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Microsoft Unencouraging

Posted on Friday, Jul 18th 2008

Microsoft (MSFT) announced their Q4 results yesterday, ending the year with $60.4 billion in revenues – 18% growth for the year even in the current economic conditions.

Quarterly revenue was $15.8 billion, exceeding the market’s expectations of $15.7 billion. Over the year, Q4 revenues recorded growth of 18% and sequential growth of 9%.

By segment , Microsoft Business Division (MBD) contributed $5.2 billion and grew 12% over the year. The Clients Division brought in $4.4 billion, recording annual growth of 13%. Server and Tools contributed $3.7 billion, growing 17% over the year. Entertainment and Devices contributed $1.6 billion, growing 27% and the Online Services Business brought in $0.8 billion, recording growth of 19% over the year.

EPS of $0.46 was marginally below market expectations and the previous quarter’s EPS of $0.47. EPS grew 48% over the year.

During the quarter, Microsoft repurchased 171 million shares worth $5 billion and paid $1 billion as dividends.

The company expects revenues of $67.3-$68.1 billion for the year, with growth of 11%-13% and Q1 revenues of $14.7-$14.9 billion. They are expecting growth of 17%-20% in operating income for a total of $26.3 billion-$26.9 billion for the year. For Q1, they expect operating income to be $5.9 billion-$6.0 billion.

Online business continues to be an Achilles heel for Microsoft. For the year, online business recorded a net loss of 38%, or $1.2 billion. Management talked about plans to invest heavily in the online business to get it in shape.

Microsoft is trying new strategies to drive query share improvements and business model innovation, specifically for high-value commercial search. They are enhancing content through improvements in user experience, social media consumption and premium content. They also acquired Portugal-based MobiComp to deliver end-to-end experiences across PCs, phones and the web. MobiComp’s expertise includes building innovative mobile data protection and sharing services.

Microsoft recognizes advertising as a good business opportunity with a market potential of $80 billion by 2012. To address this space, they acquired Navic Networks, a leading provider of television advertising solutions, to enhance digital advertising across online and offline environments.

They realize that search is their weakest link and had hoped the acquisition of Yahoo! would have helped resolve this issue. But with the deal mucked up, they are back to square one.

In the quarter they completed the acquisition of online travel search engine, Farecast, for $115 million. The transaction does suggest that Microsoft is finally paying attention to the verticalization opportunity and not merely buying online space to experiment. They also announced the acquisition of semantic search engine Powerset, which I hope they will apply to gaining ground in vertical search. Unconstrained Semantic Search is very difficult to implement. You can read my piece on this subject, Web 3.0 and the Semantic Web, to catch up on the details.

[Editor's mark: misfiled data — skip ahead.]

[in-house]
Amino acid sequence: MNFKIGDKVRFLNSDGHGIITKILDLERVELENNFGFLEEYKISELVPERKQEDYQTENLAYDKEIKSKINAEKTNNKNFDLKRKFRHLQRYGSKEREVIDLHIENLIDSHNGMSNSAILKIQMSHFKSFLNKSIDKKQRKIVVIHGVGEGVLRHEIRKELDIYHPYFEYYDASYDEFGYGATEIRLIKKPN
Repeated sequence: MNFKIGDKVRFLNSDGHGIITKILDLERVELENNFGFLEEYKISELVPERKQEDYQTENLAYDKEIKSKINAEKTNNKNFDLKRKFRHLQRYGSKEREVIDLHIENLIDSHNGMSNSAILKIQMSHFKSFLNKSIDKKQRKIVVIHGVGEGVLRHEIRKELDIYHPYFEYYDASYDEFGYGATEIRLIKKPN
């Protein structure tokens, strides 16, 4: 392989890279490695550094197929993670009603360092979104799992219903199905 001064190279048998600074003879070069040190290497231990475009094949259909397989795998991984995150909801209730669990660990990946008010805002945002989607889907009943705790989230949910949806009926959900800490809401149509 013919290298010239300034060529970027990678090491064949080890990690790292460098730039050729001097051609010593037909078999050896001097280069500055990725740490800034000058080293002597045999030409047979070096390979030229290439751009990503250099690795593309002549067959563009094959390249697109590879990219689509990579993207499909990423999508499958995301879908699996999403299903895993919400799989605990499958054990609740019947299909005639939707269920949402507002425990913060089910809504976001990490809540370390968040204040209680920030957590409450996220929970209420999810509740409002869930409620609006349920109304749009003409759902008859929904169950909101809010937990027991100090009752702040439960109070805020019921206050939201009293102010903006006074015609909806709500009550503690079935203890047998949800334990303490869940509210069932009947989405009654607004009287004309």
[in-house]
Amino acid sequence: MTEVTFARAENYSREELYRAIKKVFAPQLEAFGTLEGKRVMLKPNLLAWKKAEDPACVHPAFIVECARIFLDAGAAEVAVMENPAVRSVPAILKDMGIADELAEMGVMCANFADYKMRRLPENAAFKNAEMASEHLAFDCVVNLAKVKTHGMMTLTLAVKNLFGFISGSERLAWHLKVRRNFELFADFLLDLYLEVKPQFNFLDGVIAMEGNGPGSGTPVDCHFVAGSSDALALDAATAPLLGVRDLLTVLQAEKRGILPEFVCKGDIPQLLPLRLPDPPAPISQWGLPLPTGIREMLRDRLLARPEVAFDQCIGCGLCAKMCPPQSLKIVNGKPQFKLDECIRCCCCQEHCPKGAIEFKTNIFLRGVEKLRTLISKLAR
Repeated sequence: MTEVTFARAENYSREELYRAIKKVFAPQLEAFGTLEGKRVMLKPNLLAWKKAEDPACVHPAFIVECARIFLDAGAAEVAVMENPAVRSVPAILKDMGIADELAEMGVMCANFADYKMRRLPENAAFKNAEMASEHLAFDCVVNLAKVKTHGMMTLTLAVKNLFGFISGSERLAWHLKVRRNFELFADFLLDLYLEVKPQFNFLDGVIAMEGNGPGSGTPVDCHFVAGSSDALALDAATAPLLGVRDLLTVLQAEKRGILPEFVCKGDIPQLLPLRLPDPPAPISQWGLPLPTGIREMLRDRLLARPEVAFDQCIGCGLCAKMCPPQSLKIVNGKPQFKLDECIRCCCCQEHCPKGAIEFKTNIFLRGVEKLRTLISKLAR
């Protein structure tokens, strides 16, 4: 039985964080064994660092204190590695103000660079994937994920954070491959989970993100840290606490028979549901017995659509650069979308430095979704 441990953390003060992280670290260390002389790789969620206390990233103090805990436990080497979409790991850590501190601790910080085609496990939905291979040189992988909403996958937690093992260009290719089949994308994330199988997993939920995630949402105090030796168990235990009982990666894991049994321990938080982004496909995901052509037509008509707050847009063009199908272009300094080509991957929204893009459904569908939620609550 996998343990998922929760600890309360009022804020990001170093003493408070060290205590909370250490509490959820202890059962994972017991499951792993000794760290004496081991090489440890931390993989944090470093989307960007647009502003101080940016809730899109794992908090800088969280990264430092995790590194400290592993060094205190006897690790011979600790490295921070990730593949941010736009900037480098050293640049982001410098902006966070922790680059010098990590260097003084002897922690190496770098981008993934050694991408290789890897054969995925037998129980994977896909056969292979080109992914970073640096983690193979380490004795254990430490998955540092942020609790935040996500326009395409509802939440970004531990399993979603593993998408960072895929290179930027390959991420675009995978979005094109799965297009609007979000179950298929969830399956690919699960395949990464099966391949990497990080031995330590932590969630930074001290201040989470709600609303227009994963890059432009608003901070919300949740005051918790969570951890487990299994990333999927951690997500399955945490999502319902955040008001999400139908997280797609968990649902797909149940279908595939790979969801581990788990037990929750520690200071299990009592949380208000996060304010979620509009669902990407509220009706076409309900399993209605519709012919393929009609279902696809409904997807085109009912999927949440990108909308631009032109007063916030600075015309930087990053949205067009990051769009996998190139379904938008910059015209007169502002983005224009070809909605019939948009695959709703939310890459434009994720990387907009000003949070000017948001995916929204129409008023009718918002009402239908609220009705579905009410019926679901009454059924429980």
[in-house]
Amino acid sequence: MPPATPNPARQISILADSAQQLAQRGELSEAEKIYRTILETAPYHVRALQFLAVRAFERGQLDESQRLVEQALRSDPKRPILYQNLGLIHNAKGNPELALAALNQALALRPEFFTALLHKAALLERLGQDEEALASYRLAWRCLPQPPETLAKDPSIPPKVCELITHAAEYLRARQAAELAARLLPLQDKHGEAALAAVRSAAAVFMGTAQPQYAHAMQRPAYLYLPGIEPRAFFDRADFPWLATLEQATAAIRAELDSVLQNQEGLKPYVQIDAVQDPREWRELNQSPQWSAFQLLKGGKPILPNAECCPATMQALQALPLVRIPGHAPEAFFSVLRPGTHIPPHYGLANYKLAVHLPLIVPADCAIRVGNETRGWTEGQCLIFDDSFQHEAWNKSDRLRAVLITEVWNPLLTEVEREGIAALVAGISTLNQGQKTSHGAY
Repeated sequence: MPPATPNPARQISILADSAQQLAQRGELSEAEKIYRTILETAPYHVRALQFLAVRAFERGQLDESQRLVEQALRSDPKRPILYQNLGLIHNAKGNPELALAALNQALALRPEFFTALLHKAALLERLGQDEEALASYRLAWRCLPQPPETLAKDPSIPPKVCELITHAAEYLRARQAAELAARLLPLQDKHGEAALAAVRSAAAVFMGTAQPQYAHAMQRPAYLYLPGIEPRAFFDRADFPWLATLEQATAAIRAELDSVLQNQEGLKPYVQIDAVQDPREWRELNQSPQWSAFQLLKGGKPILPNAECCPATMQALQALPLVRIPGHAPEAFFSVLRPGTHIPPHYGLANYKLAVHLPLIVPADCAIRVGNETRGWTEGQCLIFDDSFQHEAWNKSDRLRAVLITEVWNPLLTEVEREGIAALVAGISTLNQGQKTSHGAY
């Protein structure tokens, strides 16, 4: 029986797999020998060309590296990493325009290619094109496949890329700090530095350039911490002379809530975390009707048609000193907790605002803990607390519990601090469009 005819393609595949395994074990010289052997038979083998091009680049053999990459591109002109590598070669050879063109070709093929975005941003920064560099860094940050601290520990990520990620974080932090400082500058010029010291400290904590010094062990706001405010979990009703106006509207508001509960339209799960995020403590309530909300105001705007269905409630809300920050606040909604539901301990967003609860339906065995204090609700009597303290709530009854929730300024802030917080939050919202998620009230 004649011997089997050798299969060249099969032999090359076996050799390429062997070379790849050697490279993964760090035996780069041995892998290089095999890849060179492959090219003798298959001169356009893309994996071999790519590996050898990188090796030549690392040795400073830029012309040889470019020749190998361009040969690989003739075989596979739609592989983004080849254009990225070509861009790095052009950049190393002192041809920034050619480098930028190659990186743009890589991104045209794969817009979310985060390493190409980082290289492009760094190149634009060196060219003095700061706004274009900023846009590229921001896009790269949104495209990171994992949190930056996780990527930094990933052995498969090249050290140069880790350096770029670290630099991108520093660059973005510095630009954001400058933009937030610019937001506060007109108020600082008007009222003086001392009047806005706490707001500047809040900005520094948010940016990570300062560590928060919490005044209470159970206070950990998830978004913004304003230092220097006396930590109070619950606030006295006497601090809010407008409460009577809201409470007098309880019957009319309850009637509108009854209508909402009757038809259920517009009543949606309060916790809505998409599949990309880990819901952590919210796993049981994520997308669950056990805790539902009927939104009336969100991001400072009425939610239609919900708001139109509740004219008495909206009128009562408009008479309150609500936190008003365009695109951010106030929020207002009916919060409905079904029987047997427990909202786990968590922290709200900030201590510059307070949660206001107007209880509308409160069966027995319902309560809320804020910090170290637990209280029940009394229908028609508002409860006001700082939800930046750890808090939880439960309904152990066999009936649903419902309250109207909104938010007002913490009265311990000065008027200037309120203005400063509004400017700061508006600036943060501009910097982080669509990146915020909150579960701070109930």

Meanwhile, many Yahoo! shareholders are still hoping for an acquisition by Microsoft, even after Bill Miller of Legg Mason sided with Jerry Yang and the current board.

Microsoft’s stock did not react positively to the results and the outlook, falling 6% to $25.87 after trading hours. It did later manage to rise to $27.52. Earlier in the month it had reached a new 52-week low of $23.19.

I also wonder when the Vista problems would start showing up as a core business issue at Microsoft. Vista sucks. Mac shipments grew nine times faster than the overall U. PC market (4.2%) in the most recent quarter. An alternative is developing that may become a tsunami that washes over Microsoft in a few quarters, hitting its core operating system franchise.

I have also been hoping that Microsoft will get into SaaS via acquisitions, which has not happened yet. Perhaps their concerns are the same as Larry Ellison’s – that SaaS is not yet a highly profitable sector. But I think it will be both highly profitable and highly predictable in the long run, and it is short-sighted on both Oracle’s and Microsoft’s parts to not get into the game while its players are still relatively small.

Overall, not encouraging.

1yr MSFT

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Comments

Can you elaborate on why Vista sucks?

Jason Wednesday, July 30, 2008 at 10:08 AM PT

@Jason: Are you serious?

Peter Wednesday, July 30, 2008 at 11:01 AM PT

Yes, and I would like to know why Vista sucks also!!!

Charles Thursday, July 31, 2008 at 3:40 PM PT

slow, crashes, hangs, poor interoperability, memory hog …

Sramana Mitra Friday, August 1, 2008 at 9:20 AM PT

Damn, that’s crazy…

Angela Wednesday, March 10, 2010 at 3:10 AM PT